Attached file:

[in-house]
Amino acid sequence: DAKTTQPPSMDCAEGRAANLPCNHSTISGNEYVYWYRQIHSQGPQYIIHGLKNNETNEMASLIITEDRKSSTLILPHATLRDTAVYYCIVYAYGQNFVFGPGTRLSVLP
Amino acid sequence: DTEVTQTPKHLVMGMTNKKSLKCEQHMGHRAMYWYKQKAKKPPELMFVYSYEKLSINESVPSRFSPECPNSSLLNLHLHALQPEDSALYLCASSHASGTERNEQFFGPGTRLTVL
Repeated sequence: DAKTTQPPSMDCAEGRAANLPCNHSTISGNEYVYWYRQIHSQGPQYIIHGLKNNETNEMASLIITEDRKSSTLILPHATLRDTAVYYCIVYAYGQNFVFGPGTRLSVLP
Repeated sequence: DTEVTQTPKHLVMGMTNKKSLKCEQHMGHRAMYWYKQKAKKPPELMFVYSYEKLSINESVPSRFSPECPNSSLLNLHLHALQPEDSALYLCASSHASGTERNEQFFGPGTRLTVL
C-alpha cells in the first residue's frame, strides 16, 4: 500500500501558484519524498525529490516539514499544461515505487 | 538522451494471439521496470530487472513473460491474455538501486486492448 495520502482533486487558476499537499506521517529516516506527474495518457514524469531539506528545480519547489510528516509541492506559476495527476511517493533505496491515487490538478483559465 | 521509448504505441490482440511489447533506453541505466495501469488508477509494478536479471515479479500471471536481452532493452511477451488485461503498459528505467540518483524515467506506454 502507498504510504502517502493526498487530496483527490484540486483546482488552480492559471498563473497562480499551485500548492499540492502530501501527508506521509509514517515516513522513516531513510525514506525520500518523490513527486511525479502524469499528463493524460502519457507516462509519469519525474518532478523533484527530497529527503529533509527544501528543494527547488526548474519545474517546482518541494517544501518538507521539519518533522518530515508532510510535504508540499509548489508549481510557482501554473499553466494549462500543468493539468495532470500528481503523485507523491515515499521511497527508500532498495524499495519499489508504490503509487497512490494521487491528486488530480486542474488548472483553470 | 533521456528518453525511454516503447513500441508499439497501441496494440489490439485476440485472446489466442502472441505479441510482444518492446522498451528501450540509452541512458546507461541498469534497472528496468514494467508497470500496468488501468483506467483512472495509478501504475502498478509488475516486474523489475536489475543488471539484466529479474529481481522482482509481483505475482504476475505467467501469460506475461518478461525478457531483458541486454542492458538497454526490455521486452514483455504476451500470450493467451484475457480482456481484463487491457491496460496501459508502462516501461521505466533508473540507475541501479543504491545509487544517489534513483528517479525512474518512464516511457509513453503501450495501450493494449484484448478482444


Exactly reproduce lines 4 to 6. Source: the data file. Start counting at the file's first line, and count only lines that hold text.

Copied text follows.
Repeated sequence: DAKTTQPPSMDCAEGRAANLPCNHSTISGNEYVYWYRQIHSQGPQYIIHGLKNNETNEMASLIITEDRKSSTLILPHATLRDTAVYYCIVYAYGQNFVFGPGTRLSVLP
Repeated sequence: DTEVTQTPKHLVMGMTNKKSLKCEQHMGHRAMYWYKQKAKKPPELMFVYSYEKLSINESVPSRFSPECPNSSLLNLHLHALQPEDSALYLCASSHASGTERNEQFFGPGTRLTVL
C-alpha cells in the first residue's frame, strides 16, 4: 500500500501558484519524498525529490516539514499544461515505487 | 538522451494471439521496470530487472513473460491474455538501486486492448 495520502482533486487558476499537499506521517529516516506527474495518457514524469531539506528545480519547489510528516509541492506559476495527476511517493533505496491515487490538478483559465 | 521509448504505441490482440511489447533506453541505466495501469488508477509494478536479471515479479500471471536481452532493452511477451488485461503498459528505467540518483524515467506506454 502507498504510504502517502493526498487530496483527490484540486483546482488552480492559471498563473497562480499551485500548492499540492502530501501527508506521509509514517515516513522513516531513510525514506525520500518523490513527486511525479502524469499528463493524460502519457507516462509519469519525474518532478523533484527530497529527503529533509527544501528543494527547488526548474519545474517546482518541494517544501518538507521539519518533522518530515508532510510535504508540499509548489508549481510557482501554473499553466494549462500543468493539468495532470500528481503523485507523491515515499521511497527508500532498495524499495519499489508504490503509487497512490494521487491528486488530480486542474488548472483553470 | 533521456528518453525511454516503447513500441508499439497501441496494440489490439485476440485472446489466442502472441505479441510482444518492446522498451528501450540509452541512458546507461541498469534497472528496468514494467508497470500496468488501468483506467483512472495509478501504475502498478509488475516486474523489475536489475543488471539484466529479474529481481522482482509481483505475482504476475505467467501469460506475461518478461525478457531483458541486454542492458538497454526490455521486452514483455504476451500470450493467451484475457480482456481484463487491457491496460496501459508502462516501461521505466533508473540507475541501479543504491545509487544517489534513483528517479525512474518512464516511457509513453503501450495501450493494449484484448478482444